OVIS is Open Source software designed for the monitoring of the performance, health and efficiency of large scale computing systems. Although OVIS was designed for HPC systems, the distributed, modular design of OVIS makes it well suited to cloud environments as well. OVIS has been deployed on systems of various sizes from thousands to tens of thousands of cores.
OVIS is an Open Source project that is cooperatively developed by Open Grid Computing, and Sandia National Labs. It has been deployed on large scale HPC systems at Lawrence Livermore National Labs, Sandia National Labs, and The University of Illinois at Urbana (NCSA). OVIS is distributed under the terms of a Dual GPL/BSD License.
The principal components of OVIS are shown in the figure below. On each monitored element, a Sampler daemon is run that collects the data being monitored. In OVIS, each monitored data is called a metric. Metrics are grouped together into Metric Sets.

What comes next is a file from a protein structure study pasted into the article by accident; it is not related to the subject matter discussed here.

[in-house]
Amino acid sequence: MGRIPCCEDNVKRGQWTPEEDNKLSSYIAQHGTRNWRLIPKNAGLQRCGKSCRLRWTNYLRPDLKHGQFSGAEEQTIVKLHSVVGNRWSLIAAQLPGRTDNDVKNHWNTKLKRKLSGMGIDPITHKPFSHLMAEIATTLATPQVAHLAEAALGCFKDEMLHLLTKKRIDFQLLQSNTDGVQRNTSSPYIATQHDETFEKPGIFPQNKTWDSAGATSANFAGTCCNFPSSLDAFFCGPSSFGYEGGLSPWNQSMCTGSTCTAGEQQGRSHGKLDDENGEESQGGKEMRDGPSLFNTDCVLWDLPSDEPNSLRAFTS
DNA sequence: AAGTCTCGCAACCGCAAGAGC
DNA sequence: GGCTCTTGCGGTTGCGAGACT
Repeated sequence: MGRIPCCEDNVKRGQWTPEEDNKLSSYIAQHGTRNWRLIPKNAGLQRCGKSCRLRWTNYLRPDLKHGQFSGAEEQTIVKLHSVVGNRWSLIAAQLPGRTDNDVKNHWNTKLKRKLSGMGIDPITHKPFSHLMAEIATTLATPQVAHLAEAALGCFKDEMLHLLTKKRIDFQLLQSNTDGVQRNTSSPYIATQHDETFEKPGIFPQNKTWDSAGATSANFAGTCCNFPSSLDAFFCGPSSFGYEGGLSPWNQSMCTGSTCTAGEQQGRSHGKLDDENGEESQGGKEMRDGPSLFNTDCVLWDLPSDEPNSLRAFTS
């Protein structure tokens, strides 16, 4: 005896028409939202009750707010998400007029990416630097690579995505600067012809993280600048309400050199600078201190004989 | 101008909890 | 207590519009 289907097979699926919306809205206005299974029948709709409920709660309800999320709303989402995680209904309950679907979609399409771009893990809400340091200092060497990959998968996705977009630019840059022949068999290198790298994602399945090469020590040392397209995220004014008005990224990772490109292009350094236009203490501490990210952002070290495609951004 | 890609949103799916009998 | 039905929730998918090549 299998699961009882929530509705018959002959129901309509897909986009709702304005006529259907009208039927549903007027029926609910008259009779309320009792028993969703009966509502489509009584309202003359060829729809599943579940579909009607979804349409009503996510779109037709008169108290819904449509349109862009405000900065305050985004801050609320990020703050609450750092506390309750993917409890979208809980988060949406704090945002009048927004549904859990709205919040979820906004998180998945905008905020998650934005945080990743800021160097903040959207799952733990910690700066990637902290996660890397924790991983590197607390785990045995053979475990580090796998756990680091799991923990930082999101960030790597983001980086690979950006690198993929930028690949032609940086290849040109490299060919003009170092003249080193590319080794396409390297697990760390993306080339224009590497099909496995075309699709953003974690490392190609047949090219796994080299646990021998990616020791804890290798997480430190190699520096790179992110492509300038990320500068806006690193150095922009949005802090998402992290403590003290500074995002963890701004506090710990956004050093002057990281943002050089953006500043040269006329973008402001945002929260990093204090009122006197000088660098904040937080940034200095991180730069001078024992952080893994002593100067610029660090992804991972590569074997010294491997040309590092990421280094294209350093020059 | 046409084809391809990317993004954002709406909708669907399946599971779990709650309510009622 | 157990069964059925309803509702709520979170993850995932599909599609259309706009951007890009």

Metric sets are gathered and stored by one of more Aggregator daemons. The API and network protocol for gathering this data is called the Lightweight Distributed Metric Service (LDMS).
LDMS is designed to minimize the monitoring overhead on the sampled element and to provide a structured mechanism to exchange metric data over networks of many different types.
System log data is gathered via rsyslog by one or more Baler daemons. The Baler daemon analyses, indexes and stores this data in the Structured Object Store (SOS).
SOS is an object based database that supports the indexing and storage of very large numbers of objects. The design and implementation of SOS was motivated by the need for the very high data injest rates required when collecting data from tens of thousands of monitored elements.